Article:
Assuming that there are several thousand potential subjects in each city, I see no reason why a valid Kruskal-Wallis test would require sample sizes in proportion to city size.

Note: You don't provide much detail about the cluster analysis and principal component analysis. So I will not comment on 'weighting' or proportional sample sizes for those procedures.

  • $\begingroup$ Bruce, the Kruskal-Wallis is clear. Let me to give you some more context. I am analysing people’s opinions to Likert questions on aviation/environment in three cities: Tokyo, Osaka and Fukuoka. Flights go Tokyo-Osaka and back, and Tokyo-Fukuoka and back, for which I chose twice as many respondents from Tokyo than the other two. Similarly, I chose respondents from three age groups 18-34, 35-64 and 65+ in the same proportion 1:2:1 (125, 250, 125 responses, respectively). These are not actual proportions of neither population not age in these cities, therefore I am being advise to “weight” it. $\endgroup$ – holandgents506 Aug 26 at 1:21
  • $\begingroup$ I ran a cluster analysis to divide respondents based in their responses into 3-clusters (based on dendrogram), and then look at their socio-demographic characteristics to see, for example, if people from a similar age, or a similar social background think of act alike. Similarly for PCA, from a set of statements, I look at which ones have the highest influence in people’s answers. Because I already have conducted the survey, I am not sure how to “correct” for the actual population and age distribution. $\endgroup$ – holandgents506 Aug 26 at 1:28
  • $\begingroup$ You might start with some informal exploration. You say you haven't found differences btw cities. If you look at people in some socio-demographic groups, do they tend to have different scores than those in other groups. // After you have a better feel for that, you might ask a question directed precisely at this issue. You might mention you are using K-W to look for differences. But leave out the extraneous stuff about different sample sizes for K-W. Don't try to address too many issues in one question. Focus on one issue per question. $\endgroup$ – BruceET Aug 26 at 3:29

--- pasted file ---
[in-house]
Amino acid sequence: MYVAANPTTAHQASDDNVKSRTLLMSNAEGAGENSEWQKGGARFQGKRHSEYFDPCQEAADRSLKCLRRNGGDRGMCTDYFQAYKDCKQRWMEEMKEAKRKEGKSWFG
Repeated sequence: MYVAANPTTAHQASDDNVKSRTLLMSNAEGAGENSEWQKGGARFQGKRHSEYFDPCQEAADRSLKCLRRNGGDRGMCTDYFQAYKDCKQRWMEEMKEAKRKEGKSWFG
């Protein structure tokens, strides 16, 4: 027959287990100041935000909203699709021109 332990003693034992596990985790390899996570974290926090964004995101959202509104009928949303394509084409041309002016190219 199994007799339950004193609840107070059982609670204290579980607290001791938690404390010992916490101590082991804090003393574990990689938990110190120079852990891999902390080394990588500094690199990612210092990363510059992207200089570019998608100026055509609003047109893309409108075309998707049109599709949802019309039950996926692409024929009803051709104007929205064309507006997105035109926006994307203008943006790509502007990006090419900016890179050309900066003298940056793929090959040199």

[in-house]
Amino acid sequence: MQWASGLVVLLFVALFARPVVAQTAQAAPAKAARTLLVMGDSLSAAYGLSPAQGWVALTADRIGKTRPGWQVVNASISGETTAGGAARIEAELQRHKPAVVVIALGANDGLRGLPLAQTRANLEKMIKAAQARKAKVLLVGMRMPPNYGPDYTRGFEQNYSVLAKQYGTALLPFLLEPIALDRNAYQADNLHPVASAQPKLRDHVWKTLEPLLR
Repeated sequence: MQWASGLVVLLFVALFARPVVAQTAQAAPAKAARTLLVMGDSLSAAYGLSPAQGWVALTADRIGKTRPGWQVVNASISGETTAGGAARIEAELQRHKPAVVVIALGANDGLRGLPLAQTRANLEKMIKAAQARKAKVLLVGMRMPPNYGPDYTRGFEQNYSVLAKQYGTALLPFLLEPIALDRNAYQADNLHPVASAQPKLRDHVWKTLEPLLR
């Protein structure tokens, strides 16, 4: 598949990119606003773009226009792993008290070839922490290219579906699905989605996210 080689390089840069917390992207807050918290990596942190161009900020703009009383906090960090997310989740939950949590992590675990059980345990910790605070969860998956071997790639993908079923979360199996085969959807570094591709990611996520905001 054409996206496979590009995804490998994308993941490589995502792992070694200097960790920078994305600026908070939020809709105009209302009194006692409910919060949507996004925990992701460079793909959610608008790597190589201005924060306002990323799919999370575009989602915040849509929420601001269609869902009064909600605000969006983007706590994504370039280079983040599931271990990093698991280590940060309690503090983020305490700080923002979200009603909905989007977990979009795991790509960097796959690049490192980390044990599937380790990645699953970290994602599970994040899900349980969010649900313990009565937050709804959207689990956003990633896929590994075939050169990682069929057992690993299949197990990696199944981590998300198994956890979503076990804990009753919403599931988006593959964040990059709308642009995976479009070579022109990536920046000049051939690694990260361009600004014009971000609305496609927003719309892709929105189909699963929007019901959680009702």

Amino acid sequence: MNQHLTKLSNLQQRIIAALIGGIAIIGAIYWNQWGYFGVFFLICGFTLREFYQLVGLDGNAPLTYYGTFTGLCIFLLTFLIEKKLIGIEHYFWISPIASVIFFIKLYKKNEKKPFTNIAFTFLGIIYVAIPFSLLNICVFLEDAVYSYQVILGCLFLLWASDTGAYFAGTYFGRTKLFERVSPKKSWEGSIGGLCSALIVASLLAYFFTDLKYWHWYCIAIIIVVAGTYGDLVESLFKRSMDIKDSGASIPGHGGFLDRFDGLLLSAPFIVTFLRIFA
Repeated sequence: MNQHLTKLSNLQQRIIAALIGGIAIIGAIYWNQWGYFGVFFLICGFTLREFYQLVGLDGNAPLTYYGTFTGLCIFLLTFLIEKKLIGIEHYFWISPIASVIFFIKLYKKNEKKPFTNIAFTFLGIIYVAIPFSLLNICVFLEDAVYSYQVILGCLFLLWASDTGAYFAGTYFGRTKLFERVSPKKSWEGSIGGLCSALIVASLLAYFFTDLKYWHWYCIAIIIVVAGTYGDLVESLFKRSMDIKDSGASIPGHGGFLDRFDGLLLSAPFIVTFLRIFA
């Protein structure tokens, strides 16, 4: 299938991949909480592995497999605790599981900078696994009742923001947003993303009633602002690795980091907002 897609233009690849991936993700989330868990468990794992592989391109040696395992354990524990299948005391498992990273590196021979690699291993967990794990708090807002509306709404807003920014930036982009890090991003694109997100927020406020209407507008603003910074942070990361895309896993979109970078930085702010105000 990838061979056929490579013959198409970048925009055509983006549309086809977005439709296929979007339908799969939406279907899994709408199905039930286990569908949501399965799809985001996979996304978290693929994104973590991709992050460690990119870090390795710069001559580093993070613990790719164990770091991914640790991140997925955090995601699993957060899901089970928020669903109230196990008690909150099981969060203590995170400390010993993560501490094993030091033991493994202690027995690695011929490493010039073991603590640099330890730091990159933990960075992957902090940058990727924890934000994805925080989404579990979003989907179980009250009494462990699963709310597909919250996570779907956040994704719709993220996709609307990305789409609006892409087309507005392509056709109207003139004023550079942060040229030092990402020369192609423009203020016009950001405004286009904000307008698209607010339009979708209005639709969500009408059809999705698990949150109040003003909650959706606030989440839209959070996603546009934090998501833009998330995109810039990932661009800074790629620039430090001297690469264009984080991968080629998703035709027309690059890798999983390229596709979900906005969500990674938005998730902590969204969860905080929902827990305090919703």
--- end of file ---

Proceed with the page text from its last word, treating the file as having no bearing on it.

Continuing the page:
• $\begingroup$ Hi Bruce, I based the cluster analysis on answers to 6 Likert-questions. As you might remember, I was criticised because the sample obtained from the 3 areas where I applied the questionnaire were not proportional to the actual population. By applying K-W, and obtaining non-significant results (which I did for all 6 questions), I want to argue that there is no statistically significant difference in answers to the questionnaire based on where respondents live, and therefore it should not matter whether the sample is proportional to the population or not. Is this interpretation correct? $\endgroup$ – holandgents506 Sep 9 at 7:00
  • $\begingroup$ When the KW test is run for independent questions the results are all non-significant, but when run for the sum total of Likert answers, like you did in your example above, the p-value is highly significant. $\endgroup$ – holandgents506 Sep 10 at 2:00